|US5631904 *||Apr 12, 1996||May 20, 1997||Lucent Technologies Inc.||Method for automatically establishing a conference call|
|US5659691 *||Sep 23, 1993||Aug 19, 1997||Virtual Universe Corporation||Virtual reality network with selective distribution and updating of data to reduce bandwidth requirements|
|US5668859 *||Dec 28, 1994||Sep 16, 1997||Lucent Technologies Inc.||Apparatus and method for connecting remote callers to loudspeakers or other projecting means in an event facility|
|US5812652 *||Sep 30, 1996||Sep 22, 1998||Northern Telecom Limited||Centralized management and allocation of bridges in a telecommunications network for a meet-me conferencing service|
|US5812653 *||Sep 30, 1996||Sep 22, 1998||Northern Telecom Limited||Subscription and paired authorization code based access to a meet-me conferencing service|
|US5884167 *||May 23, 1995||Mar 16, 1999||At&T Corp||Method for completing a conference with a personal communications units|
|US5903637 *||Aug 12, 1996||May 11, 1999||Linkusa Corporation||System and method for call conferencing|
|US5950202 *||Jun 11, 1997||Sep 7, 1999||Virtual Universe Corporation||Virtual reality network with selective distribution and updating of data to reduce bandwidth requirements|
|US5995608 *||Mar 28, 1997||Nov 30, 1999||Confertech Systems Inc.||Method and apparatus for on-demand teleconferencing|
|US6064874 *||Feb 12, 1999||May 16, 2000||Metro One Telecommunications, Inc.||Method for providing calling services during attempt to complete customer call while muting ringing|
|US6163692 *||May 28, 1998||Dec 19, 2000||Lucent Technologies, Inc.||Telecommunication network with mobile voice conferencing system and method|
|US6166727 *||Jul 29, 1998||Dec 26, 2000||Mitsubishi Denki Kabushiki Kaisha||Virtual three dimensional space sharing system for a wide-area network environment|
|US6181786||Aug 3, 1999||Jan 30, 2001||Voyant Technologies, Inc.||Method and apparatus for on-demand teleconferencing|
|US6330321||Jan 29, 2001||Dec 11, 2001||Voyant Technologies, Inc.||Method for on-demand teleconferencing|
|US6473825 *||Jan 12, 2000||Oct 29, 2002||Trw Inc.||Apparatus and method for controlling secure communications between peripheral components on computer buses connected by a bridge circuit|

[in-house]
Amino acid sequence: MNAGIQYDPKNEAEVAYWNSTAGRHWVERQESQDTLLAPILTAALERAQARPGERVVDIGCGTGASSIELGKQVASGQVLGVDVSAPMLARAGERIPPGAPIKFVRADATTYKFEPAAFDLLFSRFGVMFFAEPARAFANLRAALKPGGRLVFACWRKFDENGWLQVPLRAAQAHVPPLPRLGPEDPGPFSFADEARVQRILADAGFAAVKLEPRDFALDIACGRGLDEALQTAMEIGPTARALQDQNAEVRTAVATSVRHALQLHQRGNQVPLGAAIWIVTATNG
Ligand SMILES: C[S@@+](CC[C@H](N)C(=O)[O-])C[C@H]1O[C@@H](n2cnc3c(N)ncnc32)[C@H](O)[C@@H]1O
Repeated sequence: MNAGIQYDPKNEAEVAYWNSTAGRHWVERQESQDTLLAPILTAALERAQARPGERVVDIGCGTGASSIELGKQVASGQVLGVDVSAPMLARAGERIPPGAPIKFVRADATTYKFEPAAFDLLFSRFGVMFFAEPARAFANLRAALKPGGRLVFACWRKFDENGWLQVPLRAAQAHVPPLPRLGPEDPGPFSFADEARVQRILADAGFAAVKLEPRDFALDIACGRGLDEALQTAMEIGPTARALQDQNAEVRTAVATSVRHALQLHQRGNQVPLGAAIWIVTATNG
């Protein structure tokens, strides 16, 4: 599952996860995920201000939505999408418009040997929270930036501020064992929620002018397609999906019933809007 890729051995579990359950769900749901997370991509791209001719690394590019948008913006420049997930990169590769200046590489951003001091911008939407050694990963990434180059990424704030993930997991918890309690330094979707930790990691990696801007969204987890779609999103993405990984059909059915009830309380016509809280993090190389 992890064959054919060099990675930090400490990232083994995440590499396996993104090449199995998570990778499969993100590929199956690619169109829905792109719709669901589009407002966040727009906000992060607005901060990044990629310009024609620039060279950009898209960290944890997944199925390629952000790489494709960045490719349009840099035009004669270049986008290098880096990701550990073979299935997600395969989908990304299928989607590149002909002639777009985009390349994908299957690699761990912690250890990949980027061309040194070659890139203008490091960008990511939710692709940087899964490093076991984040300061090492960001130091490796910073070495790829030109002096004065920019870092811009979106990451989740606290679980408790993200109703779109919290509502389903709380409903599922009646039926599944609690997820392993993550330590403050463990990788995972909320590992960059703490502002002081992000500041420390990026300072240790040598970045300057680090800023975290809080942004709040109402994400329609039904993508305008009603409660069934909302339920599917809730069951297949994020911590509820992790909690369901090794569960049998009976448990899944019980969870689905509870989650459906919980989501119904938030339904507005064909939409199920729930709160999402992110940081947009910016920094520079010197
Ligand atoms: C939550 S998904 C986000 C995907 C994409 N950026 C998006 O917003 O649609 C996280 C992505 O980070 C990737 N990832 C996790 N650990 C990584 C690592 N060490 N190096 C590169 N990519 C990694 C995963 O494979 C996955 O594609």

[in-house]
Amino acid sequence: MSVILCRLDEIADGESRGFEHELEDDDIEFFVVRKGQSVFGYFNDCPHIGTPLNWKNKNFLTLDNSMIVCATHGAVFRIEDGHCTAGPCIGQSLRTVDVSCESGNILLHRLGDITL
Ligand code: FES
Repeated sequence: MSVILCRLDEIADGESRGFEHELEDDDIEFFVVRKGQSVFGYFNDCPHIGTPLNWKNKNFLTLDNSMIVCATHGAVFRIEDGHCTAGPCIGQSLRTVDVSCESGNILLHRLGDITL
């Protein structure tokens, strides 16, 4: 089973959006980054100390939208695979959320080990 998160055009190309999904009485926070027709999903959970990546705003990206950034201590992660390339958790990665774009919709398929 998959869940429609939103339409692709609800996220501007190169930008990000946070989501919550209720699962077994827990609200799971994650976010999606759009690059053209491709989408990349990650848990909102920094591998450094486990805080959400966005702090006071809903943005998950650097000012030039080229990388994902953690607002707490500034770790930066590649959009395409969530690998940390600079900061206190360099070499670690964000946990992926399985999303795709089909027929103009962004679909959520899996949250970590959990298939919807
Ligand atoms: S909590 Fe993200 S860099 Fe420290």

|US6563914||Feb 26, 1997||May 13, 2003||Call Sciences Limited||Personal web-based teleconferencing method and system|
|US6976017||Feb 27, 2002||Dec 13, 2005||Verizon Data Services Inc.||Method and apparatus for context based querying|
|US7142646||Feb 27, 2002||Nov 28, 2006||Verizon Data Services Inc.||Voice mail integration with instant messenger|
|US7158623||Feb 27, 2002||Jan 2, 2007||Verizon Data Services Inc.||Method and apparatus for dial stream analysis|
|US7190773||Feb 27, 2002||Mar 13, 2007||Verizon Data Services Inc.||Device independent caller ID|
|US7308476 *||May 11, 2004||Dec 11, 2007||International Business Machines Corporation||Method and system for participant automatic re-invite and updating during conferencing|
|US7418090||Nov 24, 2003||Aug 26, 2008||Telesector Resources Group Inc.||Methods and systems for conference call buffering|
|US7664861||Feb 16, 2010||Verizon Laboratories Inc.||Managed peer-to-peer file sharing|
|US7684830||Mar 8, 2005||Mar 23, 2010||Endtone, Llc||Communication link termination indication signal method and apparatus|
|US7715540||May 5, 2005||May 11, 2010||Verizon Data Services Llc||Keyboard controlled telephony features|
|US7835508||Feb 17, 2000||Nov 16, 2010||Telebuyer, Llc||Commercial product routing system with video vending capability|
|US7835509||Nov 26, 2003||Nov 16, 2010||Telebuyer, Llc||Commercial product routing system with video vending capability|
|US7839984||Sep 27, 2002||Nov 23, 2010||Telebuyer, Llc||Commercial product routing system with video vending capability|
|US7848496||Aug 10, 1999||Dec 7, 2010||Telebuyer, Llc||Method for buyer-seller-on-line commerce|
|US7903796||Feb 27, 2002||Mar 8, 2011||Verizon Data Services Llc||Method and apparatus for unified communication management via instant messaging|